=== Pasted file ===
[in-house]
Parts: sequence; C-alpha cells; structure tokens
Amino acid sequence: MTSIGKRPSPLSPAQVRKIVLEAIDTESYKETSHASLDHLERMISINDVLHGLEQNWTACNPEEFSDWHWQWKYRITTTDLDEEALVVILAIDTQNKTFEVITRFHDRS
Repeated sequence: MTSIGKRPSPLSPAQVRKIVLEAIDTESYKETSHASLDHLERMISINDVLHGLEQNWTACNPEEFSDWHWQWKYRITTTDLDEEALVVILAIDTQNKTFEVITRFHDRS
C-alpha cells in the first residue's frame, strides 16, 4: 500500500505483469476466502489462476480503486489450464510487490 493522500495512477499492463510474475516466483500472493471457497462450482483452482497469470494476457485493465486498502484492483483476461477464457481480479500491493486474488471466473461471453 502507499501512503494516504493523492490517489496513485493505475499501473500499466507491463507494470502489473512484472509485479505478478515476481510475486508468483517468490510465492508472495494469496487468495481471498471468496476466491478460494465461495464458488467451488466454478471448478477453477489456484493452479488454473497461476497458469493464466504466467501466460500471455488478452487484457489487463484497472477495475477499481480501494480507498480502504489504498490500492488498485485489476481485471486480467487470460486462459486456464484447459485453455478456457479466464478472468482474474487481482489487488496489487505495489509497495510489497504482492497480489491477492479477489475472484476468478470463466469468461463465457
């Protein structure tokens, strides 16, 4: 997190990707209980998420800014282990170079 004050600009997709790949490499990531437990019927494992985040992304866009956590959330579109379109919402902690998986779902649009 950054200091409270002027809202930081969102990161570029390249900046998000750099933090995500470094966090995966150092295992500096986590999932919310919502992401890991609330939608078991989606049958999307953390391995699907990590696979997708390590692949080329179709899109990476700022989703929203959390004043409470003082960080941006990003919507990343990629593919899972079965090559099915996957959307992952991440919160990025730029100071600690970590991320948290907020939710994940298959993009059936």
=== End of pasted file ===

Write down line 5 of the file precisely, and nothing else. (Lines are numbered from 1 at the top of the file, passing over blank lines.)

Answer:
C-alpha cells in the first residue's frame, strides 16, 4: 500500500505483469476466502489462476480503486489450464510487490 493522500495512477499492463510474475516466483500472493471457497462450482483452482497469470494476457485493465486498502484492483483476461477464457481480479500491493486474488471466473461471453 502507499501512503494516504493523492490517489496513485493505475499501473500499466507491463507494470502489473512484472509485479505478478515476481510475486508468483517468490510465492508472495494469496487468495481471498471468496476466491478460494465461495464458488467451488466454478471448478477453477489456484493452479488454473497461476497458469493464466504466467501466460500471455488478452487484457489487463484497472477495475477499481480501494480507498480502504489504498490500492488498485485489476481485471486480467487470460486462459486456464484447459485453455478456457479466464478472468482474474487481482489487488496489487505495489509497495510489497504482492497480489491477492479477489475472484476468478470463466469468461463465457